History of Place:
The Primary School No. 2586 opened in a wooden building leased from the Church of England in 1884 opposite Caulfield racecourse. Until 1887 it was known as the Racecourse School. In 1885 it opened in a new brick building in Tooronga Road. This one-room building was too small almost immediately. The headmaster complained that there were “161 scholars there this morning where there is only room for 100.” Further space was leased at St. John’s to take the overflow. In 1894 Tooronga Road and Spring Road were merged but separated again in 1909.
Overcrowding was a cause for complaint at Spring Road and Tooronga Road in 1912. The local newspaper Malvern News reported that “There are many children in Malvern to-day who could only get into a State School with the aid of a gun or some other deadly weapon (Lynne Strahan. 1989. p. 98).
The building at Tooronga Road was extended in 1891-92 to include a bell tower, classroom and headmaster’s office. Later three more classrooms were added.
The infant school was constructed in 1907-08 at a cost of £3784.
In 1919 an Australian blackwood honour board was placed in the school hall to commemorate more than 500 past students who served in the First World War.
The school became a Central School in 1927. This meant it offered the first two years of a high school course and acted as a feeder school for the children to go on to a high school such as Melbourne High School.
During World War II some grades were transferred to Lloyd Street and third form Melbourne High School boys moved into the main building for about a year. After they left, the Malvern Girls’ School took over the southern section of the main building in 1946 . In 1961 a double-storey building was constructed for a library, cookery centre and music room. Malvern Girls High continued to use the building until the end of 1993 when it reverted to Tooronga Road Primary (Information supplied by the Tooronga Road Primary School. December 1997). At that time, Malvern Girls’ High School merged with the Richmond Girls High school to form the Melbourne Girls’ College.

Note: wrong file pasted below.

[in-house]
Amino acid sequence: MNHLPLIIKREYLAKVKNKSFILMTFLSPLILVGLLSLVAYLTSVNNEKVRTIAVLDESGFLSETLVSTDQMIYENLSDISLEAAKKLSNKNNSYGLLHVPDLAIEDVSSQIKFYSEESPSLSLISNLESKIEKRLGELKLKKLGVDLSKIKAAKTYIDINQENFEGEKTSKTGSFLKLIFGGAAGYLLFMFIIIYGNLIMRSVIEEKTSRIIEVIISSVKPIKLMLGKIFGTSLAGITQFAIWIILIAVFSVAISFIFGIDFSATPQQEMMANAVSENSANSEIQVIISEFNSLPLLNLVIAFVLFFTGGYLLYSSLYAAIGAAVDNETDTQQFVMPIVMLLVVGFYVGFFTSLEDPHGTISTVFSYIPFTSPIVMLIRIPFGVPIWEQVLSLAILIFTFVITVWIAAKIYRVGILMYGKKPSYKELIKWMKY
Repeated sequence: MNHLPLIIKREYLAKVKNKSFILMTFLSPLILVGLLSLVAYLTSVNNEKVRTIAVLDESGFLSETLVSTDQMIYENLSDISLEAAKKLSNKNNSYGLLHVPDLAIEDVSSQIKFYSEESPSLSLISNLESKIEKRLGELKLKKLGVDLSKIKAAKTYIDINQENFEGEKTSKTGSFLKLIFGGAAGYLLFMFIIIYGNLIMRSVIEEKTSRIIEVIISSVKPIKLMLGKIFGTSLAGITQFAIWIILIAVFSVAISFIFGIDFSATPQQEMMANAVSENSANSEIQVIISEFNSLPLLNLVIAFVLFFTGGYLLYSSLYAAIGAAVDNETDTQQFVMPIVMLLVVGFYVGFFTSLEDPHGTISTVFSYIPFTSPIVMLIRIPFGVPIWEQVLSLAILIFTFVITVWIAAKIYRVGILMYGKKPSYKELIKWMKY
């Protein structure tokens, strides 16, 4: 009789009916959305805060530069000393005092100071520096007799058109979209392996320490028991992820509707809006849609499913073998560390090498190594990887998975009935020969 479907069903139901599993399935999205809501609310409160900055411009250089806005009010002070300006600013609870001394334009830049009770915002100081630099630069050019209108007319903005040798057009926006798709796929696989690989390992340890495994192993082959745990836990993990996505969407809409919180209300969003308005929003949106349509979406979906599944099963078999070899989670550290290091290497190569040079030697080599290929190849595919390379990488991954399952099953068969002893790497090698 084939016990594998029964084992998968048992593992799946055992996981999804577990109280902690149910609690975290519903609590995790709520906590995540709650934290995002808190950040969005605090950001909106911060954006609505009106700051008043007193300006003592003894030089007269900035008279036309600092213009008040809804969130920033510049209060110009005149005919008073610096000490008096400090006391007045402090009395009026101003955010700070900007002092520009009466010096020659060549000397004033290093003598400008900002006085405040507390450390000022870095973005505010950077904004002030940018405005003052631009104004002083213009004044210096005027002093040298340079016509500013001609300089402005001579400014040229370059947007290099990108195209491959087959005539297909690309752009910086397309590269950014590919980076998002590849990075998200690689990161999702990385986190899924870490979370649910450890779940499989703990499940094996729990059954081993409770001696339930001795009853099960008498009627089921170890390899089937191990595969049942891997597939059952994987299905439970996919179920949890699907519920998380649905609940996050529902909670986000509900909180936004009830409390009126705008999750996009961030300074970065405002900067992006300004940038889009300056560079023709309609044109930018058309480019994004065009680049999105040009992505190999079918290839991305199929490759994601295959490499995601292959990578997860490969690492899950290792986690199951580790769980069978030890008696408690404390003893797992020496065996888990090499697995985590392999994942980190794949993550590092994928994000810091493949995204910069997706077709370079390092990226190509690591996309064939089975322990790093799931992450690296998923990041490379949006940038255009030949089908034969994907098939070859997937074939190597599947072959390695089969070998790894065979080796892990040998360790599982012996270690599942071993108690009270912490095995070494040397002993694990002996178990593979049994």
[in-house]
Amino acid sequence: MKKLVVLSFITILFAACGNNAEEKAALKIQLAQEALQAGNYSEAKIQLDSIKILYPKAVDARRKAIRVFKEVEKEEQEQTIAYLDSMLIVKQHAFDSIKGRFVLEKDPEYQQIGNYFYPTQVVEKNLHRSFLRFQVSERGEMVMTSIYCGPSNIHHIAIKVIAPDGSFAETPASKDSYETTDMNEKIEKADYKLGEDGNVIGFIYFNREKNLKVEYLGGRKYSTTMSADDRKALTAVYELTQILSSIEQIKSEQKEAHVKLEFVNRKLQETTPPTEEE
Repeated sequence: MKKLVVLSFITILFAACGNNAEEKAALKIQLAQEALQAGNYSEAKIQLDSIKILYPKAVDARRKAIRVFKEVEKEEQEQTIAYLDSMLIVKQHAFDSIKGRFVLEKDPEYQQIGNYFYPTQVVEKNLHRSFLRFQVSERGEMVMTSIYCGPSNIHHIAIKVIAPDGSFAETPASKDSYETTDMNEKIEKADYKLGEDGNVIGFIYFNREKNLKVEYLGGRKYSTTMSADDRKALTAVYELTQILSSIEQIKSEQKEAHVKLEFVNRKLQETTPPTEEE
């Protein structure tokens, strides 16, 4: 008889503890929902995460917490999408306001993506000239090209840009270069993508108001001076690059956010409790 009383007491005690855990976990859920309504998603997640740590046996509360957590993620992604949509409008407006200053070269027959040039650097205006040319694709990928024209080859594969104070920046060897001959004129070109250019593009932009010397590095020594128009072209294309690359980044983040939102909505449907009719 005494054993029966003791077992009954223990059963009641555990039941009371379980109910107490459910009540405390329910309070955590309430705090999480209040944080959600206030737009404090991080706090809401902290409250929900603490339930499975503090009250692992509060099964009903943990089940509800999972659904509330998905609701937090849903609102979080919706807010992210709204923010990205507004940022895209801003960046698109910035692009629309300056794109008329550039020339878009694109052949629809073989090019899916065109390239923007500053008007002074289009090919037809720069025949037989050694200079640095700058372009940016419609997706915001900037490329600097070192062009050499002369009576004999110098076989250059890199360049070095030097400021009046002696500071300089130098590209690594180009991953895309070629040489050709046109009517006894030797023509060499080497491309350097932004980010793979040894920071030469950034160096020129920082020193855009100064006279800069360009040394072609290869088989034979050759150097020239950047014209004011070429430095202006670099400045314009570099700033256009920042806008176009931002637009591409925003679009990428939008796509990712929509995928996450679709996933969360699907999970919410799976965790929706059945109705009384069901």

A freestanding Domestic Arts Centre was built in 1945 as part of the Malvern Girls High School in the form of a single storey brick house although the interior was adapted for teaching purposes. The Centre was built at a time when women were being encouraged to return to domestic duties after World War II when they had been needed in the workforce. It was feared that returned servicemen would be unemployed if women remained in the workforce. The centre was built over filled air raid trenches which had been dug in the grounds in preparation for anticipated enemy attack in the early years of World War II.
PRIMARY SCHOOL NO.2586 - Assessment Against Criteria